School Crime Rise Is Biggest in Decade : Education: The chief of city’s campus police says budget cuts have spread his staff too thin to counter the wrongdoing, which more and more involves violence.
Campus crime jumped 16.5% last year in San Diego city schools, the largest increase in more than a decade, the schools police chief reported Tuesday.
Violent crimes accounted for some of the biggest increases, according to the report by chief Alex Rascon. The number of assaults by students against other students rose by 46.7%; robberies by force among students more than doubled.
In addition, assaults by students or adults against teachers or other employees rose 27%; verbal threats by adults or students against employees rose 38% and confiscation of weapons on campus rose 13.5%.
Property crimes, mainly vandalism and theft, soared 25% in the nation’s eighth-largest urban school district, Rascon reported.
The stunning increases come after several years in which overall school crime generally remained steady or declined slightly in some categories, Rascon said.
“The figures represent quite a jump,” Rascon said, contending that his full-time police staff of 37 peace officers is too small and spread out to adequately cover the district’s 141 schools.
Rascon warned that the figures do not take into account the climate of fear that these crimes create on campus. For example, he said, many students might give up their lunch money to a bully for “the entire year” and never report it because they fear retribution.
And he said the situation will get worse, because principals have been forced to lay off or cut hours of more than half of their part-time supervision aides. These 89 aides handled regular daytime control of campus problems, but eight have been terminated and 41 given fewer hours as a result of new requirements to pay all part-time district workers medical and other work-related benefits.
The large majority of the crimes take place at city secondary schools, with the worst people-related crimes occurring not at the high schools but at junior high and middle schools, Rascon said.
Yet he has officers full-time at only two of the districts’s 20 junior high and middle schools--Wilson and Bell--because budget shortages have prevented additional hiring.
“I know it doesn’t make sense not to have a full-time officer at all of them,” but there isn’t the money, he said.
Eleven of the district’s 15 high schools have full-time officers, who not only monitor crime during the school day, but also oversee extracurricular sports and other activities.
“So we’ve got less supervision (from instructional aides) and no increase in officers, and it won’t take kids long to see they’ll have more freedom on campus,” Rascon said. “It’s sad, but how can a principal and vice principal control a 60-acre campus?”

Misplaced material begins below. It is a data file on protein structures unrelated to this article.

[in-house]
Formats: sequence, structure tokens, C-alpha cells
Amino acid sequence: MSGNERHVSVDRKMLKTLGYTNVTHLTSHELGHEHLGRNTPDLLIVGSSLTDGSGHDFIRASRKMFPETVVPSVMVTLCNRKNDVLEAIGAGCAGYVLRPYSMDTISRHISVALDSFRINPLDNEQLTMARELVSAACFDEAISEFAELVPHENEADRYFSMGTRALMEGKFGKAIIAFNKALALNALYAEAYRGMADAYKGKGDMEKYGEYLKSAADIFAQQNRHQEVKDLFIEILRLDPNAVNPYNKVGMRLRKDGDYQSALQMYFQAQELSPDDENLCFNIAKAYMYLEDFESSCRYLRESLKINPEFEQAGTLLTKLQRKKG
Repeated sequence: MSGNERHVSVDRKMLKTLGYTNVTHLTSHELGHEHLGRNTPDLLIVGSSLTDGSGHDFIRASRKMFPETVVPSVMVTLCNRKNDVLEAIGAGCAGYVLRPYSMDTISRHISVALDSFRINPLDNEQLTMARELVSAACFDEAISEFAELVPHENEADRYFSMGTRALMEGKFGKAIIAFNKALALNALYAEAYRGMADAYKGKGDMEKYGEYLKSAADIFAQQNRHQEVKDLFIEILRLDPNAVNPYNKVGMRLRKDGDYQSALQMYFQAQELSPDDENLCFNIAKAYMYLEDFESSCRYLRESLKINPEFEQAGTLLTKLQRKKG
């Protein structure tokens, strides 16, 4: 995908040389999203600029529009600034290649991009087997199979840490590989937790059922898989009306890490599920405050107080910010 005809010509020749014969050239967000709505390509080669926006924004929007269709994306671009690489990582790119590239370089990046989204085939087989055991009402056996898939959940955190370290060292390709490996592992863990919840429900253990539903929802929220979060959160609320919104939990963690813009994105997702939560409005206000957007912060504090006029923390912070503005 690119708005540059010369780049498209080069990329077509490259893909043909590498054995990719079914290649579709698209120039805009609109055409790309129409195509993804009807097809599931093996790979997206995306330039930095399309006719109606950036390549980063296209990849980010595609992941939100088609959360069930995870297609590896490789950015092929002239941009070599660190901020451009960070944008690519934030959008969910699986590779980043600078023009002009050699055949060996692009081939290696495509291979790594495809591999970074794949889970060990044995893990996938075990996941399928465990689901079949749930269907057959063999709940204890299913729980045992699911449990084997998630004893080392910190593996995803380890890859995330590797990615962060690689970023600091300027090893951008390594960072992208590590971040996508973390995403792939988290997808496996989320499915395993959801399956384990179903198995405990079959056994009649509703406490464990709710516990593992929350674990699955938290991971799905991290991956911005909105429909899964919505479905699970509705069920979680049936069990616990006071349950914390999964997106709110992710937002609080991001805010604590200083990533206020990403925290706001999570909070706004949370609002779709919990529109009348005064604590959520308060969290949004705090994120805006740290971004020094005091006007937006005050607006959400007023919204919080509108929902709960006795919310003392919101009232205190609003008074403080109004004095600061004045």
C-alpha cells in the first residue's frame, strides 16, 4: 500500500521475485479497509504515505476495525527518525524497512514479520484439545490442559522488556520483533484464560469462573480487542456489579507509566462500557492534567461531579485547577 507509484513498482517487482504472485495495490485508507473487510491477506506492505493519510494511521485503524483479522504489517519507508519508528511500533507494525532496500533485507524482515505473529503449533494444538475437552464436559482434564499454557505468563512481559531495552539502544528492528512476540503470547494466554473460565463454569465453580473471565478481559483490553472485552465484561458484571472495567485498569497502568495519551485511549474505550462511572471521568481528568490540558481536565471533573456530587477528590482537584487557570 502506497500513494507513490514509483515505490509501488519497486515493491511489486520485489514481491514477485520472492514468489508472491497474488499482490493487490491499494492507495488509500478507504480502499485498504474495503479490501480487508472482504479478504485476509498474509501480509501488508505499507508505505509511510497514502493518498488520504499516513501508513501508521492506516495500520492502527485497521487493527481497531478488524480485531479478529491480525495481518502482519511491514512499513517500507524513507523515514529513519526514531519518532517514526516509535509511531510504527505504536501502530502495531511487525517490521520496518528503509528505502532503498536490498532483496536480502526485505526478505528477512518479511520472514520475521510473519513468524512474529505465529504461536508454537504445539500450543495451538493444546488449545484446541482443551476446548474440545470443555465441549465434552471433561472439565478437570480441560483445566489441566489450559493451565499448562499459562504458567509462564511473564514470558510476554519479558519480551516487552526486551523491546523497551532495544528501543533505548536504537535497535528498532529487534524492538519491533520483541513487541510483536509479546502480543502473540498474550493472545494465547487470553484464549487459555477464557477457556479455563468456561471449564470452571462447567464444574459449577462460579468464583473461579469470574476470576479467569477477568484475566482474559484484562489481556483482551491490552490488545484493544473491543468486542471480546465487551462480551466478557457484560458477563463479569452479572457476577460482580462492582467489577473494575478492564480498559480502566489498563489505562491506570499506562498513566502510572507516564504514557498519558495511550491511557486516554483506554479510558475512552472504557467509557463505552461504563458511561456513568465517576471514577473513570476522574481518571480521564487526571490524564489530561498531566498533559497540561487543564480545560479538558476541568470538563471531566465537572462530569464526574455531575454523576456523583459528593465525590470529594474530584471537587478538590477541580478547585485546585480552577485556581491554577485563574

Rascon worried that the cuts could counter strong efforts during the past several years to cut down on student crimes at Memorial Junior High in Barrio Logan and at Morse and Lincoln highs by using supervision aides in prominent roles.
Schools Supt. Tom Payzant expressed worry Tuesday at the increase but said he had no quick solutions, given his budget constraints.
“I know the principals were particularly upset with what happened with the” supervision aide cuts, he said, “but we couldn’t do anything about that.”
Payzant said the increasing crime “reflects the fact that we are now the sixth-largest city in the United States and the eighth-largest urban district (with 124,000 students).
“We have all the problems that go along with increasing size and diversity.”
Rascon cited a variety of reasons for the growing number of assaults, including the more multiethnic student makeup. The district is 37% white, 28% Latino, 19% Asian, and 16% African-American.
Many student assaults have come in recent years against Asian students, Rascon said, reflecting the newness of many Asian immigrants to the United States. As a consequence, the number of Asian gangs has sprouted, further increasing the level of violence, Rascon said.
In many East San Diego areas, Rascon now has his patrols begin their late-afternoon shifts earlier, between 1 p.m. and 2 p.m. when schools end for the day, in order to be a more visible presence and reduce conflicts as students leave campuses.
Rascon said the district had about 8,000 crimes last year, of which almost 3,000 were serious enough to require arrest reports and referral to the judicial system. The other 5,000 were minor enough to be handled by teachers, counselors and principals, he said.
In the major areas in which reports were filed, assaults by students against other students rose from 242 to 355, a 46.7% increase; assaults by students or adults against teachers or other employees rose from 59 to 75, a 27% increase; robbery by force against students rose from 20 to 41, a 105% increase; verbal threats by adults or students against employees rose from 29 to 40, a 38% increase; confiscation of weapons on campus rose from 126 to 143, a 13.5% increase; and handgun confiscations rose from 21 to 24, a 14% increase.
Vandalism increased from 471 to 589, a 25% jump, and thefts rose from 317 to 398, a 25.5% increase.
Crime at School
Crimes by students against people and property were up this past year in the San Diego schools.
Crime 1989-90 1990-91 Assault w/deadly weapon 61 65 Assault/battery against employees 59 75 Assault/battery against students 242 355 Robbery by force against students 20 41 Weapons on campus 126 143 Possession of handguns 21 24 Vandalism 471 589 Theft 317 398 Threats to school officials 29 40
Source: San Diego Unified School District